Schoolboy creates poacher app to boost fight against wildlife crime

Teenager Aaron Christiansen has created an app for reporting poaching as part of Project Poacher, a new national campaign to combat wildlife crime.


The 15-year-old’s app, created in his spare time, makes it easy to use a mobile phone to report to the police suspicious activities that might be linked to poaching.

The app can be downloaded free on Android, Apple and Windows phones and takes the user step-by-step through creating a report and allows them to pinpoint their location using the phone’s GPS. This data can be sent to the police together with information about the type of incident, vehicles or suspects and any other witnesses; the app also provides extra information about poaching legislation.

Aaron, from Clutton in Cheshire, said; “I have thoroughly enjoyed the challenge and experience I have gained. My future goals include taking computing at A-level and then studying computer science at university.”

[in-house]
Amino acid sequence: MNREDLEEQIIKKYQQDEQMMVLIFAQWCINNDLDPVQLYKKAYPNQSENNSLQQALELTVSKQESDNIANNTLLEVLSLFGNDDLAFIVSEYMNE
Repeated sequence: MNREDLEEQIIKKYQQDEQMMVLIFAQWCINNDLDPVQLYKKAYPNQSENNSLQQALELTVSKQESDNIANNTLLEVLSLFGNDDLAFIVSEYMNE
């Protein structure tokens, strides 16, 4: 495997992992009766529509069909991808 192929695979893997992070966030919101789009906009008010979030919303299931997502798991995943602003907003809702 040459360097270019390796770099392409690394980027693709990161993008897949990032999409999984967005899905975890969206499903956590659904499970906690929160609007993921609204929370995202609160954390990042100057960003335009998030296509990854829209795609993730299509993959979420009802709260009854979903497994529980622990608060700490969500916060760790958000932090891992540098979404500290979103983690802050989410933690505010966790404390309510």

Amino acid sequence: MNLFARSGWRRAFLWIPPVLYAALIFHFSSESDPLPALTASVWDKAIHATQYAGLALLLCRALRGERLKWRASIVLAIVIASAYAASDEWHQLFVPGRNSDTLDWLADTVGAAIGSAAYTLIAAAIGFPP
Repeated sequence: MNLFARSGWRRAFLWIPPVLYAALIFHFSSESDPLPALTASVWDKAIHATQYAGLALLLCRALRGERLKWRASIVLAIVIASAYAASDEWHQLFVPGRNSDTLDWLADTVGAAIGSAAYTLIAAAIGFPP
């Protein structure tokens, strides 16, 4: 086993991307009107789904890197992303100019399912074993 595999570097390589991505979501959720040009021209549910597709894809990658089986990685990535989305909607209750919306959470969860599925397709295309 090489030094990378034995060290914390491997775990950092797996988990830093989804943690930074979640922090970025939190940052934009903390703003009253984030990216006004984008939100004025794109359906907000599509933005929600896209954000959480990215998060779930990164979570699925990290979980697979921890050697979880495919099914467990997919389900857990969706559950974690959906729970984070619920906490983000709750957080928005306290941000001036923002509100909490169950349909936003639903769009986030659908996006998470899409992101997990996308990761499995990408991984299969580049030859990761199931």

Aaron was recruited by PC Tony Owens, of Cheshire Constabulary, who is playing a major role in the project. After failing to find help at a local university, he sought help from  Bishop Heber School, Malpas. The sixth form were involved with exams, so the head of computer studies recommended Aaron.

Project Poacher is an initiative of the England and Wales Poaching Priority Delivery Group (PPDG), which includes representatives of the National Wildlife Crime Unit (NWCU), other specialist law enforcers and representatives from the Angling Trust, British Association for Shooting and Conservation (BASC), The British Deer Society, Country Land and Business Association (CLA), Countryside Alliance, The Deer Initiative, The Environment Agency, National Farmers Union, The National Gamekeepers’ Organisation and Natural Resources Wales.

The app was launched at the National Wildlife Crime Enforcers’ Conference in Leamington Spa, where Aaron was presented with an award by the joint chairmen of the Partnership for Action Against Wildlife Crime UK (PAW UK), Chief Constable Simon Prince and John Kilner of Defra.

This is a link to download the app

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